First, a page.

Companies that make continuous glucose monitors (CGMs) -- devices that diabetic patients wear to monitor the level of glucose in their blood -- have been largely unaffected by the COVID-19 concerns that have slammed other medical device companies.

Diabetic patients don't have the option of putting off care. Daily monitoring of blood sugar levels is essential to controlling the disease, which is the seventh-leading cause of death in the U.S., according to the Centers for Disease Control and Prevention (CDC).

The CDC says that in the past 20 years, the number of adults diagnosed with diabetes has more than doubled as Americans have aged and become, on average, more obese.

Doctor with stethoscope and medical symbols.

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If you're looking for recession-proof healthcare stocks, makers of CGMs are good options. Here are three that have been soaring this year.

DexCom is keeping people away from doctors' offices

The key product for DexCom (NASDAQ:DXCM) is its G6 monitoring device, a CGM system with an unobtrusive patch that attaches to a person's skin and gives constant glucose readings that are then sent to a smartphone app. Patients don't have to prick their fingers for blood samples.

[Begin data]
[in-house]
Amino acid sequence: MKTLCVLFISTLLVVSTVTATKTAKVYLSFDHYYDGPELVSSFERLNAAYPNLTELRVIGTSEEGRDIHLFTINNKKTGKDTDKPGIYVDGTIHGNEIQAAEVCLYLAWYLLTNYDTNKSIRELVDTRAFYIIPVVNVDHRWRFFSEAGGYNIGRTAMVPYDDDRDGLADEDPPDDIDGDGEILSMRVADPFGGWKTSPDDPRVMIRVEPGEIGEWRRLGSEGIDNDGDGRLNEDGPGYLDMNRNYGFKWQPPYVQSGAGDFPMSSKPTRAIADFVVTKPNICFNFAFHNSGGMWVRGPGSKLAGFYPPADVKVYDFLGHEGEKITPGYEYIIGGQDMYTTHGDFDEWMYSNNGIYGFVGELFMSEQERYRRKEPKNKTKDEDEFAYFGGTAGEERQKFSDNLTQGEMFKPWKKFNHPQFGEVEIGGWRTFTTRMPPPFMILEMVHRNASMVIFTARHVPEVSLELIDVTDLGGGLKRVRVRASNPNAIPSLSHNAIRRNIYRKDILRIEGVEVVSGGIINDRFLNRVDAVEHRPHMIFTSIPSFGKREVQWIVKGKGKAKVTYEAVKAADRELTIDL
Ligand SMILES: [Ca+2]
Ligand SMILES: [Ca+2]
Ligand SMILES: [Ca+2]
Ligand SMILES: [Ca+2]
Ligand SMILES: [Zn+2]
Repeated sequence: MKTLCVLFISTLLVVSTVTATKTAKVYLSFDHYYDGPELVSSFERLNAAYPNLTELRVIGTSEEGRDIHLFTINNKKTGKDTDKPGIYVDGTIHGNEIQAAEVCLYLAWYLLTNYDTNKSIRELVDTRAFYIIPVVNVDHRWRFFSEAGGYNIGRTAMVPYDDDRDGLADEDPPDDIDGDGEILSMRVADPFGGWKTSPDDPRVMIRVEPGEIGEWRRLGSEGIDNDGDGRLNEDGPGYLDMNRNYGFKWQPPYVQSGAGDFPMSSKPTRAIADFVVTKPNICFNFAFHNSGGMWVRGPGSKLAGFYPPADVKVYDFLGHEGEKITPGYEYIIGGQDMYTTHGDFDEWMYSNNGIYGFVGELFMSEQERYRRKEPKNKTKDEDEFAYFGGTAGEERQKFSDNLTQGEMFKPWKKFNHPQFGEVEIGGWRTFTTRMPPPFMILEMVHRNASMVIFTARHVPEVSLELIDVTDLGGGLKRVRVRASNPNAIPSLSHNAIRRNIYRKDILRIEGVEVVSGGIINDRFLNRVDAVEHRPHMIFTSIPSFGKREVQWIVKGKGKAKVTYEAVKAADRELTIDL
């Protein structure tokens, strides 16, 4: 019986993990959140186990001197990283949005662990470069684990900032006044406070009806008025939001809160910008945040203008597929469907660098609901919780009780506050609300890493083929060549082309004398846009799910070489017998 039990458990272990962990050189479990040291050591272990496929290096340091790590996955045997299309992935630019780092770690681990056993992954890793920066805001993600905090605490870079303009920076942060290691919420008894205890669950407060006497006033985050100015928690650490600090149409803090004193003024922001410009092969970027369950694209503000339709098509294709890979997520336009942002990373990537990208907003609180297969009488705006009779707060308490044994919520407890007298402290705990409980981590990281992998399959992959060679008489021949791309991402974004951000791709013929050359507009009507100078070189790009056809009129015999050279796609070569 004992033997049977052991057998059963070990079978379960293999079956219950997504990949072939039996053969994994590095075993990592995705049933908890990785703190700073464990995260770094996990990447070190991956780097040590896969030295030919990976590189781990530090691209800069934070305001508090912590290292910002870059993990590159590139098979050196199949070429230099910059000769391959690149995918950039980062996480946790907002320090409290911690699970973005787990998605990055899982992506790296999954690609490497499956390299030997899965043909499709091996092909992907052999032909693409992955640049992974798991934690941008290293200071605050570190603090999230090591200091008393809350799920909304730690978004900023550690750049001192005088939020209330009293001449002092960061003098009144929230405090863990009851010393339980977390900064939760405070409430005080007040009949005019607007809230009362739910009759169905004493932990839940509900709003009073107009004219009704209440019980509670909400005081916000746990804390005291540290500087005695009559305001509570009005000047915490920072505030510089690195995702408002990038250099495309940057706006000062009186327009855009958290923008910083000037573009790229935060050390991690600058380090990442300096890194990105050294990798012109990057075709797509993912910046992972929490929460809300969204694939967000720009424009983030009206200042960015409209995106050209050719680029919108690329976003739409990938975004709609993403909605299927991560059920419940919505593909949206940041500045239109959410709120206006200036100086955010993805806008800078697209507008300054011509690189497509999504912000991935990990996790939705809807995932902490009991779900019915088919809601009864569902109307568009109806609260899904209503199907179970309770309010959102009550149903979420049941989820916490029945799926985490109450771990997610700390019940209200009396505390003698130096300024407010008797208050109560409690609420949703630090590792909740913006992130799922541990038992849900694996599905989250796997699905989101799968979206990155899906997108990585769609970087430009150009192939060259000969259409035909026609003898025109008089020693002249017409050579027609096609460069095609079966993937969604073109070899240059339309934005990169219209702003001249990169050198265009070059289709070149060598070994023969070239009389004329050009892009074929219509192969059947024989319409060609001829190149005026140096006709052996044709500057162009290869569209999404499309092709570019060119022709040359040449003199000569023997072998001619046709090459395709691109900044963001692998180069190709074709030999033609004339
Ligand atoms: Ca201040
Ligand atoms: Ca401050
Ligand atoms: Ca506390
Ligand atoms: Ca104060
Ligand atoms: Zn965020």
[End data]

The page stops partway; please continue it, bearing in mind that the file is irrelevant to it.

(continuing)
Besides being convenient, it also requires fewer trips to the doctor's office -- a good thing during a pandemic, as care providers can access the patient's glucose readings remotely.

Convenience is apparently good for business. As of Thursday's close, DexCom's share price is up 84% for the year. The company said its first-quarter revenue was $405 million, up 44% year over year. The report shows that a big part of that revenue -- $305 million -- comes not from the hardware but from its devices' sensors, which have to be replaced every 10 days at minimum. 

The San Diego company reported its first-quarter net income as $19.9 million, a big jump from the $29.6 million loss it reported the same quarter a year ago. 

Livongo is a rising star in the industry

Livongo (NASDAQ:LVGO) has only been around for six years, and its stock didn't go public until last year. As of Thursday, the Mountain View, Calif., company's stock was up 179.8% year to date.

What caused that jump? As with DexCom, Livongo's digital platform is perfect for remote use. It allows physicians to track clients' glucose levels for diabetes and their blood pressure for hypertension without office visits. That has become a big plus during the coronavirus pandemic, but it's also a trend that's likely to continue. It's also a good blend for Livongo, because many people with diabetes also suffer from high blood pressure.

Livongo announced in January that it was entering into a partnership with DexCom, using that company's G6 CGM device with the Livongo Applied Health Signals platform.

Livongo's revenue is built around adding to its client base and then using artificial intelligence to coach members toward better health choices. As of the last quarter, the company said it had 1,252 clients, up 44% over the fourth quarter of 2019. (Each client represents a group of members; total member count is over 300,000.)